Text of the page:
Like Night Watch, Dark World is a Russian fantasy film that’s full of eye-popping special effects and supernatural fight scenes, but is also completely off its rocker.
The film concerns a group of student philologists who are taken on a field trip into the Russian wilderness. Whilst there, they stay with a woman who seems suspiciously like Baba Yaga, and are soon drawn into a fantastical world where Russian folklore and supernatural forces collide. Our main character is Marina (Svetlana Ivanova), a young goth who’s mightily pissed off that the boy she’s in love with has hooked up with the local bimbo. She discovers an ancient underground tomb with the nerdish Kostya (Ivan Zhidkov) who has a crush on her, and pretty soon they have unleashed hell on Earth as an ancient evil is awakened.
If a movie featuring the Queen of Witches fighting a demon whilst running vertically up a tree trunk interests you, then Dark World is the film for you. Similar to Night Watch, the film doesn’t attempt to introduce us to this world slowly – indeed, it feels like we’re missing a first act. The hyperkinetic, impatient editing style is rather extreme. We’re constantly assaulted with jump cuts, slow motion segments, super-fast zooms and a whole bevy of other flashy tricks. It’s as if the editor just bought a bunch of plugins for their program and decided they had to use them all. This means that the film is surreal from the get-go, so once we move into the magical and otherworldly, it doesn’t make for much of a change. I made a similar criticism of Sucker Punch, and the same is true here – if the opening scenes had been more mundane, the supernatural stuff would have been more impressive.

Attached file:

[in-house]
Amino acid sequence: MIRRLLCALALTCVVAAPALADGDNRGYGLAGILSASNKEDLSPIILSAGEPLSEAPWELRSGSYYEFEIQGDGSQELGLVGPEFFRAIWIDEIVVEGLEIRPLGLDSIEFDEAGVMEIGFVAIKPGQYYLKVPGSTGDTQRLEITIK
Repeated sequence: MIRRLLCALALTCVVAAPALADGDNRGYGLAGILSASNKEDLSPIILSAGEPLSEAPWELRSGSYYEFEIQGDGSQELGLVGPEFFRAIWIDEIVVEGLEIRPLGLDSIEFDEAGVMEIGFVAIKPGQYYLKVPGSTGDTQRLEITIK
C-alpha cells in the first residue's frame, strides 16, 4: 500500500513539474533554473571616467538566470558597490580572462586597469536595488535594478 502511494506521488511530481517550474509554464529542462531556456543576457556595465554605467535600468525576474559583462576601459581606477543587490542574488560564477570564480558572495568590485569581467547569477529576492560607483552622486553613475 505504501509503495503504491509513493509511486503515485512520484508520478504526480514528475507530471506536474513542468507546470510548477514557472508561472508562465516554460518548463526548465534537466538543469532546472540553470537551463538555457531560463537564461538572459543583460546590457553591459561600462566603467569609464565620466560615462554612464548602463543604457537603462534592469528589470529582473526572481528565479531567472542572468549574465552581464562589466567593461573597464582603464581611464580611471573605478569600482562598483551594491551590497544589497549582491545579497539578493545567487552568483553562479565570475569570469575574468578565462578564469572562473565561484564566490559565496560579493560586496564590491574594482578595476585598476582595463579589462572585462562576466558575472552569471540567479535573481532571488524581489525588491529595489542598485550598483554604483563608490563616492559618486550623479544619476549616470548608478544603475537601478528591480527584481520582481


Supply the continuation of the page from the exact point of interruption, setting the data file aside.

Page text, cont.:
After a while, however, I found it was best to stop worrying about whether or not I could completely comprehend what was going on, and to simply embrace the vertiginous visual style and switch my mind off. Thus, I was able to quite happily sit through the most unlikely physical and emotional moments on show in Dark World. The special effects aren’t aiming for realism, but are spectacular in their own ridiculous manner. The film was screened in Russia in 3D, though since I watched a DVD screener in my own home, I can’t attest to the quality of the effect.
The performances are decent, and Ivanova is particularly stunning in the lead role. The score is suitably over the top, but seems to be coveting tunes from more well-known sources left, right and centre. Overall this wacky, adrenalin-fuelled action fantasy does the job, as long as you’re not expecting anything too coherent or emotionally affecting.Rating: